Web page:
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Allah's Orphans: The Story of an Afghan Girl

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Allah’s Orphans: The Story of an Afghan Girl
by Janet Ollila Colberg

ISBN # 0965364747
Retail: $12.00
Published by Summer Kitchen Press
200 Pages, Trade Paperback

Allah's Orphans: The Story of an Afghan Girl by Janet Ollila Colberg

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[Teacher’s Guide]  [Book Club Study Questions]  [Study Answers]
[Author’s Comments]  [Afghan Books]  [Summer Kitchen Press]

Rob Schultheis, Time journalist, noted author, Night Letters: Inside Wartime Afghanistan and Bone Games
“Afghanistan is a country so grand, so rich in tradition and heartbreaking in its history that it almost defies literary description. So it is both surprising and exhilarating to an old Afghan hand like myself to discover a new book that ranks with the handful of classics on the subject. ... As gripping as a good novel, as lyrical as a poem, Allah’s Orphans is also a fine piece of ethnography. Anyone who loves a great human story, who enjoys Barbara Kingsolver, Bapsi Sidhwa or Tracy Chevalier, should read this story of an Afghan girl.” ...more


Shahla Arsala, Afghan widow, mother, teacher and co-founder of the Afghan Widow’s Project
Allah’s Orphans touches the life of the countryside people. The issues are so true - the lives of women, the marriages of young girls, joyous weddings, control of men over women and the happy times of childhood ... I know Allah’s Orphans: The Story of an Afghan Girl will help Afghans.  I thank you from the bottom of my heart for taking the time and passion to write this warm, touching book.” ...more


Charlotte Baron, Vice President of Fulcrum Publishing Company
“The wonderfully told story of an Afghan girl, Amina Gul, shows us that traditional life in a far-away part of the world is filled with family love, tradition and struggles, yet always there is hope. This story bridges the time from Amina’s childhood into the turbulence at the end of the 20th century. Historical and geographical details are accurate and the glossary and guide questions lead the reader to consider life today in Afghanistan.  Amina Gul captured my heart and I want to know what she is doing now!”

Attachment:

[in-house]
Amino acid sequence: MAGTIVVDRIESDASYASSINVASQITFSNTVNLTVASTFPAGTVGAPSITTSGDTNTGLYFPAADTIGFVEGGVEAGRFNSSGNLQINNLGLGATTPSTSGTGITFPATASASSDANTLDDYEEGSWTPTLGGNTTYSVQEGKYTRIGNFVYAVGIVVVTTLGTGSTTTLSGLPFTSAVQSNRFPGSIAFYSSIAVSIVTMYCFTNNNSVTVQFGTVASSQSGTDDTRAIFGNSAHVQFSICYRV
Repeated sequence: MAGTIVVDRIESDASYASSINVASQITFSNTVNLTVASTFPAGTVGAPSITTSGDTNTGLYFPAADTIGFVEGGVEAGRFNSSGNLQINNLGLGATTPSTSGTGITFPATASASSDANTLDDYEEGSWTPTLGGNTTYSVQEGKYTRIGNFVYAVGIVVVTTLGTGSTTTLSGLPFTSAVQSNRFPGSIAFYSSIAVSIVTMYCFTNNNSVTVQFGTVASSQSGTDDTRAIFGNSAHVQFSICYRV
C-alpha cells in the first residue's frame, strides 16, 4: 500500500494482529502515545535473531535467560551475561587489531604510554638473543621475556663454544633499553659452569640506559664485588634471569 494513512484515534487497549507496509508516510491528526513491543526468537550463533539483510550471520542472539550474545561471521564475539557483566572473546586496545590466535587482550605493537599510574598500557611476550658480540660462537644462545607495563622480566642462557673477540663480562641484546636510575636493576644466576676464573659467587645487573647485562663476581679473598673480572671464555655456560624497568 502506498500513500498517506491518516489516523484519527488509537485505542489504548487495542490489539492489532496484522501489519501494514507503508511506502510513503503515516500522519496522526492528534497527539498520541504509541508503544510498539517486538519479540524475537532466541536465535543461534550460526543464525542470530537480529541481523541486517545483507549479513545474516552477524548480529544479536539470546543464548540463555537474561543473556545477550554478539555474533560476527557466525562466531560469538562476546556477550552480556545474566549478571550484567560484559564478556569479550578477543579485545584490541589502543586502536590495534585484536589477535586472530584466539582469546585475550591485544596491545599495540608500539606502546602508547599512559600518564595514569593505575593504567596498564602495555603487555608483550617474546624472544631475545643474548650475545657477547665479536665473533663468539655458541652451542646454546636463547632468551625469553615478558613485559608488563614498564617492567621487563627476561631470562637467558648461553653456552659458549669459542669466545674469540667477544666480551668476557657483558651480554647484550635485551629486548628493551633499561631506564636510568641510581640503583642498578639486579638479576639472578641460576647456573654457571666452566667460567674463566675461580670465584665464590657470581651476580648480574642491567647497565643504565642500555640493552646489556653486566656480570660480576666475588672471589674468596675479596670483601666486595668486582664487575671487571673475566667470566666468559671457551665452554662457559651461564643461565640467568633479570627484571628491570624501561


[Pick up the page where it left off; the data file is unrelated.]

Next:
Carolyn Zieg Underwood, Editorial Director, Wild Outdoor World, past Editor, Montana Magazine
Allah’s Orphans: The Story of an Afghan Girl is a treasure, so richly detailed and authentic, you can taste the sun-warmed apricots in the Lodi family orchard. Like the little girl, Amina, you feel safe, nestled in family tradition, comforted by the rhythms of daily life, unaware of political upheaval and approaching war. Author Janet Colberg draws superbly on her knowledge of Afghanistan’s people, history and culture to create Amina and her clan.  The loss of Amina’s childhood to war is the story of millions of children like her - in Afghanistan and beyond.”


Comments from the author, Janet Ollila Colberg
Allah’s Orphans is about the Lodi clan of Southern Afghanistan. A daily diary documented life in Afghanistan before the Soviet invasion. The vantagepoint of a personal relationship with the main character, Amina Gul, Flower of Allah, validates the voice of Afghan children. We see Amina, a soft, chubby toddler through her middle years of curiosity, antics and foibles to a night of war that falls fast and dark, swiping youth of their joy and oftentimes their very lives.

The book conveys the tranquility and hope of an Afghan family even after three decades of war disrupts and destroys Afghanstan. Ghosts of heritage past come to life as Amina Gul learns about the history and tenacity of her Lodi clan.  Inspired by the beauty of her homeland and the meaning of relationships formed at the feet of her protectors, Amina Gul decides not to leave Afghanistan.

The tears and laughter, boys’ capers and young girls’ village weddings, abundance and starvation of Allah’s Orphans bring a welcome contrast to today’s tragic news of Afghanistan. Woven into the story of Afghan village life are frequent references to Allah and the Quran and the way Muslim children change because of their Islamic faith.

Earl Palmer, Senior Pastor of the University Presbyterian Church in Seattle, began a series of sermons about Jesus’ Sermon on the Mount with the familiar Beatitude, “Blessed are the peacemakers for they shall be called the sons of God.”  Palmer continued, “Peacemakers are a threat to all parties vying to control; they are disablers of evil for the common good, not enablers for the destruction of humankind. There is no comfort as a peacemaker. It is an abstract concept to share the sum total of our wealth and advantage with even our next-door neighbor.  Why is this so?  It is because peace has no immediate gratification.” We would contemplate the meaning of these words, prophetically spoken only two days before the twin towers tumbled in mortifying dusty repetition on television screens around the world.

In a still, small voice of hope for peace in Afghanistan the book, Allah’s Orphans: The Story of an Afghan Girl, puts comfort on the line. In the final analysis, we do what we have the emotional capacity to complete. If I do not share this story of an Afghan girl with the intention to benefit my fellow man, I have betrayed the reason I was sent to Afghanistan; or worse, betrayed the person I was when I joined the United States Peace Corps.”


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